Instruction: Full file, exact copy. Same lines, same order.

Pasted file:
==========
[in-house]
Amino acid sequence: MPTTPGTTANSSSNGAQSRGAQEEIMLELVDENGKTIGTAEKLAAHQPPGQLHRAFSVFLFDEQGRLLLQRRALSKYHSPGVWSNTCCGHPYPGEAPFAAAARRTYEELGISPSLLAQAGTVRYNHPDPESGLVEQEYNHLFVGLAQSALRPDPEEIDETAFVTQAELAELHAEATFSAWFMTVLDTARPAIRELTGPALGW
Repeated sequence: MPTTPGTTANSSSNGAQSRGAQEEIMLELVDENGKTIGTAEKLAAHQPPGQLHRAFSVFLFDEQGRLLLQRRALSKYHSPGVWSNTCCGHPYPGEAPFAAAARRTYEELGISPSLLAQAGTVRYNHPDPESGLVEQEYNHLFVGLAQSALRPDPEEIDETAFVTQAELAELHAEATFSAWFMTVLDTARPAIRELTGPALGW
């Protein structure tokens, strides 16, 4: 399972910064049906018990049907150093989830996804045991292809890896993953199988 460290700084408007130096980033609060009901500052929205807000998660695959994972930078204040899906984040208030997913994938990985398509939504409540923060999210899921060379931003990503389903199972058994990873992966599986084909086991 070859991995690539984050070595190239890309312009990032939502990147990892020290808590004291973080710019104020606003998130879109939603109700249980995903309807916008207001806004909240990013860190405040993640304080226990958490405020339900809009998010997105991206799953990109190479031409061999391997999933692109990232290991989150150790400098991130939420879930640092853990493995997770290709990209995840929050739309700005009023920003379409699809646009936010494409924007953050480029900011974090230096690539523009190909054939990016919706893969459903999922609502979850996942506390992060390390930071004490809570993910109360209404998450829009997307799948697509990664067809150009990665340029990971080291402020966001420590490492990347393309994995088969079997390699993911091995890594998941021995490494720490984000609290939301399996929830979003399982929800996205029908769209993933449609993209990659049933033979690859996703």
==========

[in-house]
Amino acid sequence: MPTTPGTTANSSSNGAQSRGAQEEIMLELVDENGKTIGTAEKLAAHQPPGQLHRAFSVFLFDEQGRLLLQRRALSKYHSPGVWSNTCCGHPYPGEAPFAAAARRTYEELGISPSLLAQAGTVRYNHPDPESGLVEQEYNHLFVGLAQSALRPDPEEIDETAFVTQAELAELHAEATFSAWFMTVLDTARPAIRELTGPALGW
Repeated sequence: MPTTPGTTANSSSNGAQSRGAQEEIMLELVDENGKTIGTAEKLAAHQPPGQLHRAFSVFLFDEQGRLLLQRRALSKYHSPGVWSNTCCGHPYPGEAPFAAAARRTYEELGISPSLLAQAGTVRYNHPDPESGLVEQEYNHLFVGLAQSALRPDPEEIDETAFVTQAELAELHAEATFSAWFMTVLDTARPAIRELTGPALGW
């Protein structure tokens, strides 16, 4: 399972910064049906018990049907150093989830996804045991292809890896993953199988 460290700084408007130096980033609060009901500052929205807000998660695959994972930078204040899906984040208030997913994938990985398509939504409540923060999210899921060379931003990503389903199972058994990873992966599986084909086991 070859991995690539984050070595190239890309312009990032939502990147990892020290808590004291973080710019104020606003998130879109939603109700249980995903309807916008207001806004909240990013860190405040993640304080226990958490405020339900809009998010997105991206799953990109190479031409061999391997999933692109990232290991989150150790400098991130939420879930640092853990493995997770290709990209995840929050739309700005009023920003379409699809646009936010494409924007953050480029900011974090230096690539523009190909054939990016919706893969459903999922609502979850996942506390992060390390930071004490809570993910109360209404998450829009997307799948697509990664067809150009990665340029990971080291402020966001420590490492990347393309994995088969079997390699993911091995890594998941021995490494720490984000609290939301399996929830979003399982929800996205029908769209993933449609993209990659049933033979690859996703």